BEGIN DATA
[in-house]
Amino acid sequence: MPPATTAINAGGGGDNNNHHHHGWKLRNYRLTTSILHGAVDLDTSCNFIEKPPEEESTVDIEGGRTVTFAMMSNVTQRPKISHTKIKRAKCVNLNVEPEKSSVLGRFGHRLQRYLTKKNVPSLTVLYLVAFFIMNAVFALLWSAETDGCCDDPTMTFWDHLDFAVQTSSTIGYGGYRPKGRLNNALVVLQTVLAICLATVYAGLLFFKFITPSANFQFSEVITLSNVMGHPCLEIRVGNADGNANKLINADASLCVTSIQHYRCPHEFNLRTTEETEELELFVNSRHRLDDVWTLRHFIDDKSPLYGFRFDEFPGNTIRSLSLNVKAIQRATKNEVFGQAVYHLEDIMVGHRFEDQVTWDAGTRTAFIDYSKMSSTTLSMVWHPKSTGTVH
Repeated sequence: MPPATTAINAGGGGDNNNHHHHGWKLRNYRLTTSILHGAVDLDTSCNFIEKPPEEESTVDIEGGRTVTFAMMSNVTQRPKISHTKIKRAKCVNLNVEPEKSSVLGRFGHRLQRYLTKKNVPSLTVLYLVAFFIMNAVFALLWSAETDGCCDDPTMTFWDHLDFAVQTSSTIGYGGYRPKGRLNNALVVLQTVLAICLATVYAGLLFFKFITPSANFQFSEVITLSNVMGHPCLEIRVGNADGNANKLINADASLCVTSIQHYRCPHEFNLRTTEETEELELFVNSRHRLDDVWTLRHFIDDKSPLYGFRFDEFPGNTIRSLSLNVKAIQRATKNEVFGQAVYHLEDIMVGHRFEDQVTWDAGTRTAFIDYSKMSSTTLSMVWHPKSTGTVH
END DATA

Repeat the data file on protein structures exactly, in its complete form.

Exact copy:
[in-house]
Amino acid sequence: MPPATTAINAGGGGDNNNHHHHGWKLRNYRLTTSILHGAVDLDTSCNFIEKPPEEESTVDIEGGRTVTFAMMSNVTQRPKISHTKIKRAKCVNLNVEPEKSSVLGRFGHRLQRYLTKKNVPSLTVLYLVAFFIMNAVFALLWSAETDGCCDDPTMTFWDHLDFAVQTSSTIGYGGYRPKGRLNNALVVLQTVLAICLATVYAGLLFFKFITPSANFQFSEVITLSNVMGHPCLEIRVGNADGNANKLINADASLCVTSIQHYRCPHEFNLRTTEETEELELFVNSRHRLDDVWTLRHFIDDKSPLYGFRFDEFPGNTIRSLSLNVKAIQRATKNEVFGQAVYHLEDIMVGHRFEDQVTWDAGTRTAFIDYSKMSSTTLSMVWHPKSTGTVH
Repeated sequence: MPPATTAINAGGGGDNNNHHHHGWKLRNYRLTTSILHGAVDLDTSCNFIEKPPEEESTVDIEGGRTVTFAMMSNVTQRPKISHTKIKRAKCVNLNVEPEKSSVLGRFGHRLQRYLTKKNVPSLTVLYLVAFFIMNAVFALLWSAETDGCCDDPTMTFWDHLDFAVQTSSTIGYGGYRPKGRLNNALVVLQTVLAICLATVYAGLLFFKFITPSANFQFSEVITLSNVMGHPCLEIRVGNADGNANKLINADASLCVTSIQHYRCPHEFNLRTTEETEELELFVNSRHRLDDVWTLRHFIDDKSPLYGFRFDEFPGNTIRSLSLNVKAIQRATKNEVFGQAVYHLEDIMVGHRFEDQVTWDAGTRTAFIDYSKMSSTTLSMVWHPKSTGTVH